Last week, in between several flying buttress statuettes, I got an urgent request: if I could carve a Venus shell in marble, for on a sink or washing basin.
This shell, also called St. James' shell (Venus according to myth was born from the foam of the sea and is often depicted standing inside the shell), was named after Jesus’ disciple James the Greater, who is traditionally depicted with this shell on his hat. That's why it is also the symbol of Santiago de Compostela, the pilgrimage place which was named after him, and also why it represents all pilgrims.
I was approached for this work by Slotboom Stonemasons in Winterswijk, the Netherlands, who had carved the two parts and asked me if I would like to carve the shell on it. Luckily, ten years ago I had already made such a thing, so I remembered how to do it. But I did use a printout to reduce all the measuring and scaling. This shell was set in a pretty deep background, so the shell had to be carved out fairly deep to prevent it from hovering way above the background. This marble was pretty hard and it took a lot of time to find the right basic shape. The ratio of the time spent in precarving to the time detailing/finishing and polishing is approximately 3:3:1.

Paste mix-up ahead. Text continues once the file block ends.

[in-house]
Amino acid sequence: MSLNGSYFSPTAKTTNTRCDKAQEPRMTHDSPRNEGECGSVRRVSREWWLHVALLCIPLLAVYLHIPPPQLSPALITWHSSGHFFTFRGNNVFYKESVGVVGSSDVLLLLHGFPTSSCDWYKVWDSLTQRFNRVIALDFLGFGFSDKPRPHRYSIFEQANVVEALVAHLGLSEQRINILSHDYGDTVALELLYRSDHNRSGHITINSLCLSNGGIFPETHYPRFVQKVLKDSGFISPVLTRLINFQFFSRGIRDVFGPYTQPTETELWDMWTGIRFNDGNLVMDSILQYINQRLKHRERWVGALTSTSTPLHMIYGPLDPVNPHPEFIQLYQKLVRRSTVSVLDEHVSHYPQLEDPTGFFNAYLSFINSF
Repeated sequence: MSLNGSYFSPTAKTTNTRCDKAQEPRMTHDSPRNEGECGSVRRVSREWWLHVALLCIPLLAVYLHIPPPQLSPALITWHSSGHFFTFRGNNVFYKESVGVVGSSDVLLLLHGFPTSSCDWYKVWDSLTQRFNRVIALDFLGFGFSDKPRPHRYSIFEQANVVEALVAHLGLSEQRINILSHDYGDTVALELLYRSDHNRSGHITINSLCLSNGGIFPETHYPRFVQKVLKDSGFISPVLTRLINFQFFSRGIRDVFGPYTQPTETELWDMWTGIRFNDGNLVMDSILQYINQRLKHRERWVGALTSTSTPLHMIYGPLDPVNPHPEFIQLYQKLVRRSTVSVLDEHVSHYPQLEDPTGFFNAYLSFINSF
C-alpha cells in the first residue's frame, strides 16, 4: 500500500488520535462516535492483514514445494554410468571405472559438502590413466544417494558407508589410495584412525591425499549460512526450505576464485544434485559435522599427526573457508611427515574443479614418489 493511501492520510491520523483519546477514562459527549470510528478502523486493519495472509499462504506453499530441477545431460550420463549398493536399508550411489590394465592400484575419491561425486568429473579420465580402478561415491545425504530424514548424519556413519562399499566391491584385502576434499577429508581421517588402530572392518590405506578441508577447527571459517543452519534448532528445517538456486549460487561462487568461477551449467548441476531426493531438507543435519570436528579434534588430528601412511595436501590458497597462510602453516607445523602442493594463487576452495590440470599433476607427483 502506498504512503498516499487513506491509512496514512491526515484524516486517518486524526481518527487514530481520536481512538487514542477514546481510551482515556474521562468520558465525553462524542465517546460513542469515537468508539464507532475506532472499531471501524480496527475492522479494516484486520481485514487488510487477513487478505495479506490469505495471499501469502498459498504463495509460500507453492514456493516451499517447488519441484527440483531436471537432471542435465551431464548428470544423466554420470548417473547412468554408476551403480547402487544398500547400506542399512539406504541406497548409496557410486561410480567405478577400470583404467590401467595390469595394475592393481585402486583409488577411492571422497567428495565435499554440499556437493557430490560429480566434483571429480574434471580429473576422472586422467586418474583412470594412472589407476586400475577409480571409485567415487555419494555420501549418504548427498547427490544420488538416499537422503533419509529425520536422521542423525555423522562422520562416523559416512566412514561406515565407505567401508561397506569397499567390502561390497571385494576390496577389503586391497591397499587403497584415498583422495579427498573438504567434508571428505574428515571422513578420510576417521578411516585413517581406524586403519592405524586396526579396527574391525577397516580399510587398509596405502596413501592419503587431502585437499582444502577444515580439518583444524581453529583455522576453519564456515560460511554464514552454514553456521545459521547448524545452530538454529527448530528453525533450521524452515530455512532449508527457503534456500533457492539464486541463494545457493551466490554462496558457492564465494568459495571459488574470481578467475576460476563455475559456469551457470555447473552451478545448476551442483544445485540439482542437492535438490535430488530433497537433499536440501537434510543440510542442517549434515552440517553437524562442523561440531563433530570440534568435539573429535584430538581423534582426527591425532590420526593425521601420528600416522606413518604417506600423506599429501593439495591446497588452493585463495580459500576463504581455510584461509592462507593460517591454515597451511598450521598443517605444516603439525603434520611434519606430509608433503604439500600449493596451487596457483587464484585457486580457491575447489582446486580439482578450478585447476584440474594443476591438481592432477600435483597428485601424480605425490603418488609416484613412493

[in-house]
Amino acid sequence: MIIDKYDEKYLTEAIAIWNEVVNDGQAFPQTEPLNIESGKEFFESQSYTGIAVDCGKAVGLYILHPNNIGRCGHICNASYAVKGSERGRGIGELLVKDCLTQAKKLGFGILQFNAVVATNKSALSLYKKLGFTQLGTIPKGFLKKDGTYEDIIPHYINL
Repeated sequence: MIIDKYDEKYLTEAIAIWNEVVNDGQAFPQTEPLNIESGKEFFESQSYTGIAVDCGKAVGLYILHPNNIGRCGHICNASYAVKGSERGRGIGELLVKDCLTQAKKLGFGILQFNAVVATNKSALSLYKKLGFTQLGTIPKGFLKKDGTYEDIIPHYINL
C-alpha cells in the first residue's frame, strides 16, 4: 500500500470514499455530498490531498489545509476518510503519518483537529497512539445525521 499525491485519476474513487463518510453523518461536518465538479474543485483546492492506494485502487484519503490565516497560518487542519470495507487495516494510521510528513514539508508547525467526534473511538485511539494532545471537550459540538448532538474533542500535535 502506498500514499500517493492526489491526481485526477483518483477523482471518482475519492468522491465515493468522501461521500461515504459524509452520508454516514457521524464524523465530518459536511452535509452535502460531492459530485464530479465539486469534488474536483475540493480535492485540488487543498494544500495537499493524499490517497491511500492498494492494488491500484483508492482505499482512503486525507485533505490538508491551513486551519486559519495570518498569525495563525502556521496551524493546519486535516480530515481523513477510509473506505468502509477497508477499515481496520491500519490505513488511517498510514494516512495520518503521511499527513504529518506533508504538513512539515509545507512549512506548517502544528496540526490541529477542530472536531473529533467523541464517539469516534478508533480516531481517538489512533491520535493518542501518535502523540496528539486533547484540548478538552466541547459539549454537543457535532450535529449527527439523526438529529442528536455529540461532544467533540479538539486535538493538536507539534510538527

I thought this could perhaps be a good opportunity to show some more of my methods in carving this work, and the various tools that I use. I think I will make a video about the different air hammers later on. More on that later.
The first video is a quick overview of the work, and for enthusiasts, there is also an extended version at the bottom of this post, which shows all work stages step by step. This version is also speeded up, but now with a complete overview of the entire work process, summarized in half an hour. If you want to see it at a normal pace, you can play it at a quarter of the speed.